We do not use a substrate because a bare floor is easier to clean and doesn’t give feeders a hiding place. Never keep adult males and females in the same enclosure unless mating is the goal. Use a heat lamp and an ultraviolet light to provide a 12-hour photoperiod. Our heat lamps are normal household bulbs that maintain a basking spot temperature in the mid to high 90s. Our ultraviolet lights are Zoo Med ReptiSun 5.0 or 10.0 UVB fluorescents. Chameleons require UVB rays to help absorb calcium. Without UVB they run a high risk of developing health problems.   

Panther Chameleon Nutrition

Feed chameleons daily. The amount depends upon their size, but feed as many insects as they can consume in one sitting. Although the lizards appreciate variety, crickets will likely be the staple diet. Other options are cockroaches, superworms, silkworms, hornworms, houseflies, stick bugs, and just about any other pesticide-free and nonpoisonous insect that will fit into their mouths. You can also offer a pinky mouse once a month.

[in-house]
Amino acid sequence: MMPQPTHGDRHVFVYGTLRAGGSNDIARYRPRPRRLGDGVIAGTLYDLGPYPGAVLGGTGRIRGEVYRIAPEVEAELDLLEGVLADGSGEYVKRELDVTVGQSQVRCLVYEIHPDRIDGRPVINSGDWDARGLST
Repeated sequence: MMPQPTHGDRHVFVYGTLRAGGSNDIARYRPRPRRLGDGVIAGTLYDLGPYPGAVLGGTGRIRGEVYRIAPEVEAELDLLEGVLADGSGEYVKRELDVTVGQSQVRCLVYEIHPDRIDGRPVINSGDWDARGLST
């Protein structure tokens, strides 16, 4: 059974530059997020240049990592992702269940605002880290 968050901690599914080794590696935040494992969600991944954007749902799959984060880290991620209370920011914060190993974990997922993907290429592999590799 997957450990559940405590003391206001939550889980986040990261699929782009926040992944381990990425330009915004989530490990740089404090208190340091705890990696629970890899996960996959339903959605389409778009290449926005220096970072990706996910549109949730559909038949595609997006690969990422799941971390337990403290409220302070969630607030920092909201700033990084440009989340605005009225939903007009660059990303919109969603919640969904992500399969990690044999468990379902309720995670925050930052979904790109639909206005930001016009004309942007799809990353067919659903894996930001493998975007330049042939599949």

Gut load all insects first with a high-calcium food, such as store-bought greens or a commercial gut load. After gut loading, dust each insect with a vitamin supplement. I use four different kinds — Rep-Cal Calcium Without Vitamin D3, Rep-Cal Calcium With Vitamin D3, Rep-Cal Herptivite and the indoor formula of Sticky Tongue Farms Miner-All — at different intervals. I use calcium without D3 three times a week, calcium with D3 once a week, Miner-All once a week and Herptivite once every other week.


Panther Chameleon Breeding   

Male panther chameleons are able to mate at around 8 months old when they measure 10 to 12 inches long. Females may also mate at this age, but waiting until they are at least a year old, when they measure between 14 and 18 inches long, is best for their reproductive health.